Let the market decide. People who are interested in buying condos in hi-rises want waterfront locations. These buildings will add to the tax base. Besides we can be sensitive in their placement so as not to ruin everybody else’s views.
3. THOSE $100,000.00 DOLLAR PLUS JOBS AT CITY HALL
Management structures at City Hall need to be greatly simplified. There are far too many costly administrative positions for the overall size of the civil service. There are times when you have to take the ax to management – which is what businesses do in the private sector when they are forced to cut costs.
You have to provide competitive salaries to attract the best people. Besides in today’s complex society you need large numbers of administrators and professionals to deliver the services people want and expect. And civic government can not be operated like a private business.
4. WAGE INCREASES EXCEEDING RATE OF INFLATION
City Hall workers are pricing themselves right out of the market. They are already better paid and have far more benefits than their private sector counterparts. Nanaimo’s homeowners can not afford 3 to 4% tax increases year after year.
I believe in maintaining genuine bargaining rights for public employees. Besides some studies dispute whether public workers with the same education and experience really are paid more than private sector workers. Even if they are, so what. Our objective should be better wages and pensions for everybody.
5. SOCIAL HOUSING
There is a need for social housing including wet housing in Nanaimo. It can’t be concentrated all downtown. Well managed social housing can and should be provided in neighborhoods throughout Nanaimo.
It is dangerous to locate wet housing next close to an elementary school. Besides it won’t ever be built in the North End or other middle class neighborhoods. It will, as always, end up being built almost exclusively in blue collar neighborhoods like Townsite or Harewood.
6. URBAN CONTAINMENT BOUNDARY
I support resurrecting urban containment boundaries. I am opposed to massive rezoning of the Sandstone and Cable Bay lands. Nanaimo needs to be densified. It is already spread out to much. It is not going to be viable post peak oil.
People are moving to Nanaimo whether we like it or not. We can’t dictate people’s individual preferences. They want the kind of housing and stores that these developments will provide. Besides we need to increase the tax base.
Jim: Further to your reference to the Labour Council, I understand from a CAW 114 website that a Vice-President for the Nanaimo Duncan & District Labour Council, who apparently, sits on the Council’s “Political Action” committee, has urged “all CAW and other Union members in the Nanaimo area (and their friends), to vote for Darcy Olsen”.
Gord: As you dropped out of the by-election, when the NDDLC endorsement of Ms. Olsen was announced, and at the same time, publicly threw your support behind her, it would seem reasonable that the NDDLC and Ms. Olsen will do the same for you come
I was somewhat surprised by your comment to Jim 7 March 2011 at 2pm, when you replied to him: “That could be the case but a bit differeent than actually receiving money.” :)
David: I sincerely hope you are sending the questions which gave rise to the dichotomous responses which you presented to firstname.lastname@example.org . It would be interesting to hear candidates responses to some specific issues at the all candidates meeting. You have captured the essence of many, if not most, of Nanaimo’s nagging issues.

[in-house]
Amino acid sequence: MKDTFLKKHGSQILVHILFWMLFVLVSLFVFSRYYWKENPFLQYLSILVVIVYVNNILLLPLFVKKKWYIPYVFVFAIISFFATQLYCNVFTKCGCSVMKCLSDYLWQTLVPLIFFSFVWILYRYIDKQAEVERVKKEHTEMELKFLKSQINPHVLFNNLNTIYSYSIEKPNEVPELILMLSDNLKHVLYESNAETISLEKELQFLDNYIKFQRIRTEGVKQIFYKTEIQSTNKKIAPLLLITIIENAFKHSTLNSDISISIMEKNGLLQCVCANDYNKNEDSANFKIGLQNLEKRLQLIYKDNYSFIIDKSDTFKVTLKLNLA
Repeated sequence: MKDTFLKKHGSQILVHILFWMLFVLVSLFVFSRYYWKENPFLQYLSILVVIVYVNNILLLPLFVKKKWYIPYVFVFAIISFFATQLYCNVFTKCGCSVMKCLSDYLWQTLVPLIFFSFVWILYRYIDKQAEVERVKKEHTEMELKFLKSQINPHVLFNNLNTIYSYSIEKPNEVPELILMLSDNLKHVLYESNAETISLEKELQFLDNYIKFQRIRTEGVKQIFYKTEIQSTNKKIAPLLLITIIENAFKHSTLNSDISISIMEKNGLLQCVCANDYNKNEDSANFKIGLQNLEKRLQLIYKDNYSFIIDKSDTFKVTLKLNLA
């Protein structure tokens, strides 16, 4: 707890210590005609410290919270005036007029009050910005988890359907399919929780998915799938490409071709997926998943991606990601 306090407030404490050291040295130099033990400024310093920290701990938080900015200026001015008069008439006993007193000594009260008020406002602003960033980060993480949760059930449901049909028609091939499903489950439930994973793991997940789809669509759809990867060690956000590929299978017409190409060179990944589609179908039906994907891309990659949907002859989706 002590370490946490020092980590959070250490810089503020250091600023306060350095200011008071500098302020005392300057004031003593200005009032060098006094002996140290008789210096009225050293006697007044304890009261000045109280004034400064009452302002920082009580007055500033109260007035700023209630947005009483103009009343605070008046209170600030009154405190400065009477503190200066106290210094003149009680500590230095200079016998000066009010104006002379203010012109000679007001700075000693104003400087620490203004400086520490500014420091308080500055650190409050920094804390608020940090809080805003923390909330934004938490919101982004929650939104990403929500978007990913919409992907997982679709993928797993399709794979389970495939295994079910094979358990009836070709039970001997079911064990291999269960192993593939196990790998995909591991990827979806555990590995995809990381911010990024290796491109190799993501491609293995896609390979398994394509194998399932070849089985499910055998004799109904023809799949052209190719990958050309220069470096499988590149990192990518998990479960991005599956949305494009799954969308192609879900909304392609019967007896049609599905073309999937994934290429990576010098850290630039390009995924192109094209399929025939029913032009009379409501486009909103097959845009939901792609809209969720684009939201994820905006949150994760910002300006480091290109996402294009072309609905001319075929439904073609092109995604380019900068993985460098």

I would be interested to get a STRAIGHT answer to David’s questions from those currently sitting on Council.
I can dream can’t I?
Janet, the reason for the comment is that endorsements are simply that. Anyone can make them but the people ultimately make their own choice. Certainly some will follow the dictates of a group like the Labour Council or Chamber of Commerce, but I would like to think free will also plays a part. This is far different than when money is involved.
I have no illusions that the NDDLC will support me come the next general election, they haven’t in the past and never even invited me to apply for their endorsement. If they were to do so then so be it. Every ppotential candidate looks to receive support where they can and I would hope that mine would come from a wide range of interests.
I like your reminder of whom CUPE supported through campaign contributions. Folk should also be reminded of those that received contributions from those involved with Cable Bay. In my opinion, and this would include myself had I been elected, councillors receiving monetary donations should not take part in decisions that can be tied to campaign fund contributors.
Should they be allowed to take part in the discussion process prior to the decision being made? This is a question I would be interested in hearing more on.
Gord: Thanks for response directed to me on 8 March 2011 at 8am, a portion of which, I quote:
“I like your reminder of whom CUPE supported through campaign contributions. Folk should also be reminded of those that received contributions from those involved with Cable Bay. In my opinion, and this would include myself had I been elected, councillors receiving monetary donations should not take part in decisions that can be tied to campaign fund contributors.
Should they be allowed to take part in the discussion process prior to the decision being made? This is a question I would be interested in hearing more on.”
Gord: My first response to your question would be that, quite simply, if candidates were not permitted to accept such campaign contributions in the first place, then they wouldn’t even have to take the time to consider as to whether they felt that they were in a conflict situation, would they?
As you and I have witnessed on more than one occasion, unfortunately, not all elected officials possess the same degree (level) of judgment, when it comes to the topic of ethics. On a lighter note, sometimes good old-fashioned common sense also seems to be in short supply. :)